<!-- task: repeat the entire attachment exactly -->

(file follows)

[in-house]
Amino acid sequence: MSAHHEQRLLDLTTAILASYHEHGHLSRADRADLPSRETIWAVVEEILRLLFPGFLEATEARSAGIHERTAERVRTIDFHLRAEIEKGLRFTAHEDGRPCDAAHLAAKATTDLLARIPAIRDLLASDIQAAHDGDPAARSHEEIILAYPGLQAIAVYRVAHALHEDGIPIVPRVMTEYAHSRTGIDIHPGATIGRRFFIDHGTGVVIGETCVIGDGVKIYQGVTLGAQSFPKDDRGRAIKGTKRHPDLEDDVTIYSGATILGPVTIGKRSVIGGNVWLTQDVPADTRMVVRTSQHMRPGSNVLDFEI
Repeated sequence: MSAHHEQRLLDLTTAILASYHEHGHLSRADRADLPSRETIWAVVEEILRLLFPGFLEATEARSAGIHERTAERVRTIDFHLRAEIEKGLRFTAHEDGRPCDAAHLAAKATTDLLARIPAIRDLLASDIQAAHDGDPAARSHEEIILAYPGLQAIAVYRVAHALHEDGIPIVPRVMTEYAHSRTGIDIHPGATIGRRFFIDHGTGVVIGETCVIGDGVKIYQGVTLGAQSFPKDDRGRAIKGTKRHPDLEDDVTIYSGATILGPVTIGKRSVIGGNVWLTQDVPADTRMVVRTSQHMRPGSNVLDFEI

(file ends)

[in-house]
Amino acid sequence: MSAHHEQRLLDLTTAILASYHEHGHLSRADRADLPSRETIWAVVEEILRLLFPGFLEATEARSAGIHERTAERVRTIDFHLRAEIEKGLRFTAHEDGRPCDAAHLAAKATTDLLARIPAIRDLLASDIQAAHDGDPAARSHEEIILAYPGLQAIAVYRVAHALHEDGIPIVPRVMTEYAHSRTGIDIHPGATIGRRFFIDHGTGVVIGETCVIGDGVKIYQGVTLGAQSFPKDDRGRAIKGTKRHPDLEDDVTIYSGATILGPVTIGKRSVIGGNVWLTQDVPADTRMVVRTSQHMRPGSNVLDFEI
Repeated sequence: MSAHHEQRLLDLTTAILASYHEHGHLSRADRADLPSRETIWAVVEEILRLLFPGFLEATEARSAGIHERTAERVRTIDFHLRAEIEKGLRFTAHEDGRPCDAAHLAAKATTDLLARIPAIRDLLASDIQAAHDGDPAARSHEEIILAYPGLQAIAVYRVAHALHEDGIPIVPRVMTEYAHSRTGIDIHPGATIGRRFFIDHGTGVVIGETCVIGDGVKIYQGVTLGAQSFPKDDRGRAIKGTKRHPDLEDDVTIYSGATILGPVTIGKRSVIGGNVWLTQDVPADTRMVVRTSQHMRPGSNVLDFEI